“And What If I Refuse?”
As you can imagine, there has been significant backlash from workers of companies who have implemented biometric systems. A few years ago in New York City, the Bloomberg administration implemented biometrics technology to keep track of city employees. This was met with contentious reactions by employees. Many workers expressed outrage that the system was intrusive and violated their privacy interests. But overall the city was very pleased with the results of the system and proclaimed it to be the “wave of the future.”
So with a “Just Say No” mentality, employees who fear the possible misuse of their private data, or who object to what they view as the ultimate invasion of privacy, are refusing to allow an employer to scan, record, collect or otherwise obtain biometric data. This raises the question of what the employer can and should do.
The employment-at-will doctrine allows employers to terminate employment for any lawful reason (whether good or bad). Absent legislation providing that an employee cannot be fired for refusing to provide a fingerprint, iris scan, or other biometric data, an employer would certainly have the right to terminate the employment of any individual who refuses to hand over their data. But from an employee relations point of view, should an employer do so?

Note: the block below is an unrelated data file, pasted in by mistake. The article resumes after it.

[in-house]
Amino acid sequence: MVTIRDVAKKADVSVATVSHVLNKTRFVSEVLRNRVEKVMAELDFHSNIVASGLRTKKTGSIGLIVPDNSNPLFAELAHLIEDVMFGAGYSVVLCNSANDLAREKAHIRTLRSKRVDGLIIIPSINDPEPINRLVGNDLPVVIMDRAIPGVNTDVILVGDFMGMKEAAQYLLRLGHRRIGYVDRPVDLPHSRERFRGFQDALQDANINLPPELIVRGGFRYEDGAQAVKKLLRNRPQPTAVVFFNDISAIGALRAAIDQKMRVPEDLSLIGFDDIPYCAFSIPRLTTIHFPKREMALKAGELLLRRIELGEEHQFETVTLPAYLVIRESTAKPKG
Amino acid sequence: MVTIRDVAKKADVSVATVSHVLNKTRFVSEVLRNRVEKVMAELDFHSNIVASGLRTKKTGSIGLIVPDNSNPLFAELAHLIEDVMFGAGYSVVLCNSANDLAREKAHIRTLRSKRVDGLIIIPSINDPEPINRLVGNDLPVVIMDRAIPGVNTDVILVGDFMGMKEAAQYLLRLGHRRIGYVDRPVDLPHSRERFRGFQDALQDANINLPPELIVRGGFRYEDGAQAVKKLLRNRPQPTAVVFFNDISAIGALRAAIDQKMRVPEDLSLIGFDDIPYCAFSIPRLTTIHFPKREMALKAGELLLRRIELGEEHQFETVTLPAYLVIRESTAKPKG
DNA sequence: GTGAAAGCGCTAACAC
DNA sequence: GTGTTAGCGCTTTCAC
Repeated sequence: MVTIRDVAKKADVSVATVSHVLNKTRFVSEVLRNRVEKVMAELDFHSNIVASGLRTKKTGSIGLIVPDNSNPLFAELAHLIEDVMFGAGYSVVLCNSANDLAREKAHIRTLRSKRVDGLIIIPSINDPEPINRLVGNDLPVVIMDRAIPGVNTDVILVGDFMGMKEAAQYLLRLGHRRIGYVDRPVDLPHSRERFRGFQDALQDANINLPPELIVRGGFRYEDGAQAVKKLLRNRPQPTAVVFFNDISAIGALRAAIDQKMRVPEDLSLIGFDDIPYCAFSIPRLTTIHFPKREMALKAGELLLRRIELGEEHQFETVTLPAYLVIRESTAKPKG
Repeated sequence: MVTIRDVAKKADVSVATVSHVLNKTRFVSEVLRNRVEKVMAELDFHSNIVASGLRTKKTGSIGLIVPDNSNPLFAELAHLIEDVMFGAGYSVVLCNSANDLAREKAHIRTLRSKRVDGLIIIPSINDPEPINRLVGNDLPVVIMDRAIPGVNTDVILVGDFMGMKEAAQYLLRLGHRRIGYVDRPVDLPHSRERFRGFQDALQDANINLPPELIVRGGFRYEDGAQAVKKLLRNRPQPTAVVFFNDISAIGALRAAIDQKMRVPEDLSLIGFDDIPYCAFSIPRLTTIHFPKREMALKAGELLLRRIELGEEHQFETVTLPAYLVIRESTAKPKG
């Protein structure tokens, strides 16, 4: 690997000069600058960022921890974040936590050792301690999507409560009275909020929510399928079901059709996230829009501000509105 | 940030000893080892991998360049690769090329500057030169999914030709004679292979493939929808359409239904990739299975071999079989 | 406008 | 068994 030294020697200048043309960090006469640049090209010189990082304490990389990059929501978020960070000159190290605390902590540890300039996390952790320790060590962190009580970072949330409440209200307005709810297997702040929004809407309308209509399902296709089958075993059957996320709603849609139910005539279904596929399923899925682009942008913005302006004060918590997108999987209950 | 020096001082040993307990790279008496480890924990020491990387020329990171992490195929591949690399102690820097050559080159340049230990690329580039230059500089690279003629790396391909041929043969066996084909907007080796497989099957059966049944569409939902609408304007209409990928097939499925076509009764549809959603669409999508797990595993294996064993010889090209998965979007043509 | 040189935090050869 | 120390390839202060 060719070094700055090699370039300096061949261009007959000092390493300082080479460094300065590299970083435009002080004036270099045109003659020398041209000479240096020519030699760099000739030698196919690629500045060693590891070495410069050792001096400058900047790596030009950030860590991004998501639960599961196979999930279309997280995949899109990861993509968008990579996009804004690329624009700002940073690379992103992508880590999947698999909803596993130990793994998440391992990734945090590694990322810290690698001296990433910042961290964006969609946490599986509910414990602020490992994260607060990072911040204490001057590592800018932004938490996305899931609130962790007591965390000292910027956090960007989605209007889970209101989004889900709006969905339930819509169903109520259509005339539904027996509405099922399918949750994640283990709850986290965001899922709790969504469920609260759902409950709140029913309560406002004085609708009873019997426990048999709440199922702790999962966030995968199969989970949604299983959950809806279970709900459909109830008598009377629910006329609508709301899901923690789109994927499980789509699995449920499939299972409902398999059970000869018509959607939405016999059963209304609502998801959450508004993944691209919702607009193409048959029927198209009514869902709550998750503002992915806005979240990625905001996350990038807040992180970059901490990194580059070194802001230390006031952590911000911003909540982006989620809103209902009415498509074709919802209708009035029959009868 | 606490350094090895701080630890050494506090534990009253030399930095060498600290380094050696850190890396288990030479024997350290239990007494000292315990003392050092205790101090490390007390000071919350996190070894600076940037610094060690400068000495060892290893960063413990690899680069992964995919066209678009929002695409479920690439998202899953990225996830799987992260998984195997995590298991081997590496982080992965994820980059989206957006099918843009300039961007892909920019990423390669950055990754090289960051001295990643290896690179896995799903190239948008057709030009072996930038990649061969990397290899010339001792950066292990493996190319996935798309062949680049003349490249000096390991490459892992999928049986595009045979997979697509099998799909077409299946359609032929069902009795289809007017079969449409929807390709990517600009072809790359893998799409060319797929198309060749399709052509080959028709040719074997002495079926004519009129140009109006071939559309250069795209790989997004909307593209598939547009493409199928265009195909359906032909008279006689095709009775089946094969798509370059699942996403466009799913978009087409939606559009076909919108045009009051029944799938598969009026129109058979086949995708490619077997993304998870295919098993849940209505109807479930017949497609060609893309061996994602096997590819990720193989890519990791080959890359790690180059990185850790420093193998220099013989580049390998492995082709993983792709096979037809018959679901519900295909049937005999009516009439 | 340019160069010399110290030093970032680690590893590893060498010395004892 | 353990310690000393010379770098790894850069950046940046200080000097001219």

Consider what happened when some employers started collecting social-media passwords or other such information from employees and applicants. Public outrage quickly led to legislation in many states to address such an invasion of personal privacy. Also consider the laws passed in response to the use of social security numbers by employers for identification badges or computer access purposes, and the liability imposed on employers who do not properly maintain the security and integrity of systems and processes containing employee personal information. Often a compromise of such information can lead to identity theft and claims against the employer.
Some other countries, including Canada, require employers who use biometric data to ensure privacy. In the U.S., Illinois has a law regulating the collection and use of biometric data, and New York has a law prohibiting employers from fingerprinting employees unless required to do so by law. Proposed legislation to limit the use of biometric data in New Hampshire was defeated in 2010. There will no doubt continue to be legislative developments in this area, and individuals will look for ways to use these and other laws to limit employer collection and use of biometric data.